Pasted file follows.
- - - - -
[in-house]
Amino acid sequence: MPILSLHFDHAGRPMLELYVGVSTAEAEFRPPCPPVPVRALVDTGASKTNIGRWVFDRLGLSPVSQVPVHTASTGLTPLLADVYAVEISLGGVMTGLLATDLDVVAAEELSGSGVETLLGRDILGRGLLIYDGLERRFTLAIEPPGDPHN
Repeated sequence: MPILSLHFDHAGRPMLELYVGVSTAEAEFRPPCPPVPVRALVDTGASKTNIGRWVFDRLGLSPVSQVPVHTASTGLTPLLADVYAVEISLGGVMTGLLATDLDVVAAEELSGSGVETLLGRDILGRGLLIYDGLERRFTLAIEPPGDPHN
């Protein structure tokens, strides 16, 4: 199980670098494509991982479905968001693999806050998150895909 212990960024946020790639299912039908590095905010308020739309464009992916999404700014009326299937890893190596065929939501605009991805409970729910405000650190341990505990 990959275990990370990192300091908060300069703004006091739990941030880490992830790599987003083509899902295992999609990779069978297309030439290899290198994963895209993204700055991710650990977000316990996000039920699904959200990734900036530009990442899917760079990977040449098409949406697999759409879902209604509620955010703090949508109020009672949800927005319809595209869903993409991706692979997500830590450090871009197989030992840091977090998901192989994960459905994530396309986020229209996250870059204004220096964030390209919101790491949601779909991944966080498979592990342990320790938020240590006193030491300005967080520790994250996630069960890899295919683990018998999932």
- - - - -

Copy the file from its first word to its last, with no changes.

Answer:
[in-house]
Amino acid sequence: MPILSLHFDHAGRPMLELYVGVSTAEAEFRPPCPPVPVRALVDTGASKTNIGRWVFDRLGLSPVSQVPVHTASTGLTPLLADVYAVEISLGGVMTGLLATDLDVVAAEELSGSGVETLLGRDILGRGLLIYDGLERRFTLAIEPPGDPHN
Repeated sequence: MPILSLHFDHAGRPMLELYVGVSTAEAEFRPPCPPVPVRALVDTGASKTNIGRWVFDRLGLSPVSQVPVHTASTGLTPLLADVYAVEISLGGVMTGLLATDLDVVAAEELSGSGVETLLGRDILGRGLLIYDGLERRFTLAIEPPGDPHN
């Protein structure tokens, strides 16, 4: 199980670098494509991982479905968001693999806050998150895909 212990960024946020790639299912039908590095905010308020739309464009992916999404700014009326299937890893190596065929939501605009991805409970729910405000650190341990505990 990959275990990370990192300091908060300069703004006091739990941030880490992830790599987003083509899902295992999609990779069978297309030439290899290198994963895209993204700055991710650990977000316990996000039920699904959200990734900036530009990442899917760079990977040449098409949406697999759409879902209604509620955010703090949508109020009672949800927005319809595209869903993409991706692979997500830590450090871009197989030992840091977090998901192989994960459905994530396309986020229209996250870059204004220096964030390209919101790491949601779909991944966080498979592990342990320790938020240590006193030491300005967080520790994250996630069960890899295919683990018998999932």